Friday, August 10, 2012

SharePoint Workflow Basics(3) - 4 ways to create workflows

This is part 3 of the series "SharePoint Workflow Basics". This part will briefly describe the various ways to build SharePoint Workflows.
It will cover "Out of the box", SharePoint Designer and Visual Studio workflows, but also third party products of partners such as Nintex and K2.

1. Out of the box workflows

They were built for you, and you can use them by just adding them to your list. Those are:
  • Disposition Approval
  • Three-State
  • Collect Signatures
  • Approval
  • Collect Feedback
Since they are limited in functionality and hard to customize I like to use them for demos or small projects. "Approval" and "Collect Feedback" are my favourites.

Customize the Approval Out of the box workflow

2. SharePoint Designer Workflows

I have mixed feelings when it comes to SharePoint Designer. It was very weak in SharePoint 2007 and improved in 2010 and again slightly improved in 2013, but still it is not a accurate tool to create workflows.
The reason is, that the UI is not user friendly, it takes much longer to learn than other workflow tools. I don't like the textual view and neither the Visio view. The Visio view has improved in 2013, but Visio is great for designing processes, but not for workflow. I want to focus on the workflows logic not on the shape size and colors. ;-)

SharePoint Designer User Interface
Beside that be aware that it is hard to deploy a SharePoint Designer workflow. Again for small projects or demos it might be of interest. But it is not the tool for easy workflow creation that Microsoft wants it to be.

3. Visual Studio Workflows

Using Visual Studio "the sky is the limit", but you need a developer, knowledge and time. Although I consider myself as a good developer, I hardly recommend people the Visual Studio way. A success factor for a workflow project is, that the workflows should be fast and easy to modify. Workflows should support your business, business changes fast, so your workflows have to change fast too. If that is not possible because of a long release cycle in your development department, your workflows might slow down your business.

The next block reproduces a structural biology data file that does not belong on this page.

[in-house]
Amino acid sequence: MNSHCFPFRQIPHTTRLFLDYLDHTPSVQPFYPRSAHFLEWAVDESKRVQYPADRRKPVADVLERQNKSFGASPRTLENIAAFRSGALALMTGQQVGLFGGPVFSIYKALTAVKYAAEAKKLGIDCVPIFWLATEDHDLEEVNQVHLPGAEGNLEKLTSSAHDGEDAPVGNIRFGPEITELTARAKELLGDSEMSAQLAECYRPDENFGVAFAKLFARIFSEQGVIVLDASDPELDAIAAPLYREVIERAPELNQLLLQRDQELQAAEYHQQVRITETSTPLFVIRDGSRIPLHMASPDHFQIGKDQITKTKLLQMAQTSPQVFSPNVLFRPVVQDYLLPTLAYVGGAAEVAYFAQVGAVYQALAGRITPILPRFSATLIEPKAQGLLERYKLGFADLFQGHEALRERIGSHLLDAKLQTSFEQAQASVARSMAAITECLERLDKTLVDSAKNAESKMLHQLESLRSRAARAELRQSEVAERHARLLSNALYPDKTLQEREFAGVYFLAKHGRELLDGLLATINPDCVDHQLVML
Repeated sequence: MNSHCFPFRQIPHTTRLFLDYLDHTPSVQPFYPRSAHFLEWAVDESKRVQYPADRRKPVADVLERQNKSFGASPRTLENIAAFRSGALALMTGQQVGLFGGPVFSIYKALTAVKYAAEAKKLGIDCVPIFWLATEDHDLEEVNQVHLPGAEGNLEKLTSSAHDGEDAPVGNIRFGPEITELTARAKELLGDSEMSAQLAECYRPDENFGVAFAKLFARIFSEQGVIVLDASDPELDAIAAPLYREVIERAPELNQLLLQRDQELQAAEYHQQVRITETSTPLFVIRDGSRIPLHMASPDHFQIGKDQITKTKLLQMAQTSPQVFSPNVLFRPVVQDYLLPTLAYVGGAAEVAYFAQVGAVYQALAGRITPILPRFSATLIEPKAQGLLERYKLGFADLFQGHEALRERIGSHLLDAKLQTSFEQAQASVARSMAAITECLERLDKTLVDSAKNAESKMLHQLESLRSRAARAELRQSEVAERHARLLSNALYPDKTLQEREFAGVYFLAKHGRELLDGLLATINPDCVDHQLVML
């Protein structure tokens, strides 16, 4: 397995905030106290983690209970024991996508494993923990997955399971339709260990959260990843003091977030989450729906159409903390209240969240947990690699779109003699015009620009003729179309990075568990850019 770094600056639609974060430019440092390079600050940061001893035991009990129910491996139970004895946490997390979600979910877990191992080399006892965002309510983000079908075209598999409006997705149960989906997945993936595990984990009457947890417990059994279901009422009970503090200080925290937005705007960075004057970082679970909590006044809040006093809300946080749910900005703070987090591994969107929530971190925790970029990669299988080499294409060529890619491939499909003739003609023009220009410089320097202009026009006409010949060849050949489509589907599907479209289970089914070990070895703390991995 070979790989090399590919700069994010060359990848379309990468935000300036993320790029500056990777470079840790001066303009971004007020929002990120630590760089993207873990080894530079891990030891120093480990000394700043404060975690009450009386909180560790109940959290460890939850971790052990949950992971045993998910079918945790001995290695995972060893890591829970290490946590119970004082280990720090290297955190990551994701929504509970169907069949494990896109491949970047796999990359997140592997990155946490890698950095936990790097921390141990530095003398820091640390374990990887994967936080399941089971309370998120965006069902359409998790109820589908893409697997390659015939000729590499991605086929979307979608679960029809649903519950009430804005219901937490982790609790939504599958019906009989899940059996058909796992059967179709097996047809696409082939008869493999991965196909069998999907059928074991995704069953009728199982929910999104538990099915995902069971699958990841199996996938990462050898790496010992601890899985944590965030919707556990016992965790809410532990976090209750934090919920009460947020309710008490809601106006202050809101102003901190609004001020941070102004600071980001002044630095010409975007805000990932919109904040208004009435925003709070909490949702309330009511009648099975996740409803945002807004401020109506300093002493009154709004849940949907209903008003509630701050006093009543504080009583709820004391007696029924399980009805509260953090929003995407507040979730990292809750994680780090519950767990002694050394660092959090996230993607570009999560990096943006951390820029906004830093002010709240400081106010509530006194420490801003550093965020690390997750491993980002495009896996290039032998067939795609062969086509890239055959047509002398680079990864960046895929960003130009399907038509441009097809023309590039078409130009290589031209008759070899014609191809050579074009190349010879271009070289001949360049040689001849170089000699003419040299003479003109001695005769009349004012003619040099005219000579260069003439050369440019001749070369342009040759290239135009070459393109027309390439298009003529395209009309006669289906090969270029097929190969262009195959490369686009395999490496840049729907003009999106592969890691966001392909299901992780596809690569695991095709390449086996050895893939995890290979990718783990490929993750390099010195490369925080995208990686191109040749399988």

Visual Studio workflows

4. 3rd party workflow tools

The gap between the low functionality and weak user interface of SharePoint Designer and the complexity and deployment cycle of Visual Studio opened a gap for Microsoft partners such as Nintex and K2.
Both "Nintex Workflows" and "K2 Blackpoint" bring a user friendly workflow designer with many new activities.
If you are serious about workflow development it is a must to have a look at them. They will make your life much easier and the chances of success will increase dramatically.

Nintex Workflow Designer


So you bought everything from Microsoft: The Office, Visio and the SharePoint  Enterprise Edition an then you read that it is not enough for building workflows?
Well, not exactly.
You get a great process design tool with Visio, and you can easily publish it with Visio Services on the web.
You get a great form design tool with InfoPath. And you don't need InfoPath on the clients with forms services. :-)
And you get a workflow server - that's SharePoint. (or the Azure Workflows in 2013)
But what's missing is the accurate designer. And that's where Microsoft partners fill the gap. So have a look at Nintex Workflow and K2 before investing too much time and money.

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